Mayo Clinic Minute: 3 Menopause Facts to Know
What you can do now
What to add
- Omega-3 fatty acids
When it comes to healthy eating, it’s helpful to look at all the foods you should be eating versus the few foods that lack nutritional value. Fruits, vegetables, whole grains, and low-fat dairy are all good choices.
Perimenopause is a time when your body is going through numerous changes. Because of those changes, your body could use a little bit more of certain nutrients. For example, your muscle mass starts to decrease during perimenopause. So you’ll want to up your daily intake of protein, says Sonya Angelone, M.S., R.D.N., C.L.T., a San Francisco-based dietitian. Protein can assist in maintaining muscle mass.
With fluctuating hormones, balance is the name of the game. Protein can also help by regulating appetite and blood sugar levels. It may even help balance your hormone levels.
To get maximum benefits, Angelone recommends spreading your protein intake out over three meals and a snack. Instead of plain toast, top it with some peanut butter. Add baked salmon or chicken to a salad for a protein boost at lunch. For dinner, beans are a great protein add-in for any number of entrees, including tacos. Make your own nut mix, with your flavor of spices, for a perfect anytime snack. Eggs, lentils, and yogurt are other great high-protein choices.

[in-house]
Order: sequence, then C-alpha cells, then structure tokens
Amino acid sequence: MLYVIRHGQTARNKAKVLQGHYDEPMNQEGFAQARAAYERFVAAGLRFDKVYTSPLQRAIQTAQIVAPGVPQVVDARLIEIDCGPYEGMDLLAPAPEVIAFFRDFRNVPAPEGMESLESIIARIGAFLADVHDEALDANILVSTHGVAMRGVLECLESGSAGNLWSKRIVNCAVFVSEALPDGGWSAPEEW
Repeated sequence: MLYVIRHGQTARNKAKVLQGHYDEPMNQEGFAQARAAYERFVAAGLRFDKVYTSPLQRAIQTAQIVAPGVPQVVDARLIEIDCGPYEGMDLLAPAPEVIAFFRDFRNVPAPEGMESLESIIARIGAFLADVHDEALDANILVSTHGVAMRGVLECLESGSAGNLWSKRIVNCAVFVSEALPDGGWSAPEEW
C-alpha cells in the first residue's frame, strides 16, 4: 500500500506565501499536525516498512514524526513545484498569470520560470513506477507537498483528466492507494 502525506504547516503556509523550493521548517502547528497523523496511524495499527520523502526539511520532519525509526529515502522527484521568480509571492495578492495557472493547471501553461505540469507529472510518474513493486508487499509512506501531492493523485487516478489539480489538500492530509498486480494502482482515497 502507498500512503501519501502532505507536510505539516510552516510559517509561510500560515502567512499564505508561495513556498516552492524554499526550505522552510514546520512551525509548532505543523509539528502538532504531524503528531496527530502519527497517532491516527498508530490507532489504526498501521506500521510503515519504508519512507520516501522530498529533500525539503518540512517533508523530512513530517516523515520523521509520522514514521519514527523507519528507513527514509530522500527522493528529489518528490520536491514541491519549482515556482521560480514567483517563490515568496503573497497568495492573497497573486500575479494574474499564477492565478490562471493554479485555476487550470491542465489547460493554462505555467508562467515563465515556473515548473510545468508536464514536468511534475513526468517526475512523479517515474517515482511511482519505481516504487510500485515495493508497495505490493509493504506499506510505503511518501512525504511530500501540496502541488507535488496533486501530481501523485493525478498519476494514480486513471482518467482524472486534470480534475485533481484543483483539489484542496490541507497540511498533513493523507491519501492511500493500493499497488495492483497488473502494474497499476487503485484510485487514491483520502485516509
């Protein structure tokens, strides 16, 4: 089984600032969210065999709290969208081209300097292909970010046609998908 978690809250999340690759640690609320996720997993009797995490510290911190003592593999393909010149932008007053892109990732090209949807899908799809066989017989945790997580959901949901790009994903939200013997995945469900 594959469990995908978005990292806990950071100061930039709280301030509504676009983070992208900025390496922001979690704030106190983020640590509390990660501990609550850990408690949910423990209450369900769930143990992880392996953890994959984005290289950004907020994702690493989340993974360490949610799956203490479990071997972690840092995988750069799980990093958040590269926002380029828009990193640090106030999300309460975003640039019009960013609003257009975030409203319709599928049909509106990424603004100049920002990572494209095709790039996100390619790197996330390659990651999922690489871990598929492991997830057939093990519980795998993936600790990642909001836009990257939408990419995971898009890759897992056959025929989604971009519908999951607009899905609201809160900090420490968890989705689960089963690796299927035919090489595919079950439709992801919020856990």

Omega-3 fatty acids
Omega-3 fatty acids have been associated with decreased inflammation, as well as improved moods. Omega-3s have also been linked to decreased depression, which is something many women experience during perimenopause.
Angelone recommends two 4-ounce servings of fish per week. You can also talk to your doctor about taking fish oil supplements. Another option is adding flaxseed oil into your diet to combat mood swings and irritability.
Fiber is another go-to during perimenopause. It helps keep you feeling full longer, which can curb cravings. This will go a long way toward weight-loss efforts, which can be especially tough as you age and your metabolism slows down.
Fiber has also been shown to decrease your risk of certain diseases of aging, notes Angelone. These include heart disease, stroke, and cancer.
You should aim for at least 21 grams of fiber each day. Fruits and vegetables are a great place to find fiber. Whole grains and beans are also good source. In general, the more processed an item is, the less fiber it’ll offer.
As you age, your risk of osteoporosis increases. To keep your bone health in check, up your intake of calcium to 1,200 milligrams daily. Vitamin D is also important in this regard. You’ll want to check with your doctor for individualized recommendations, as not all physicians agree on the optimal intake for bone health.
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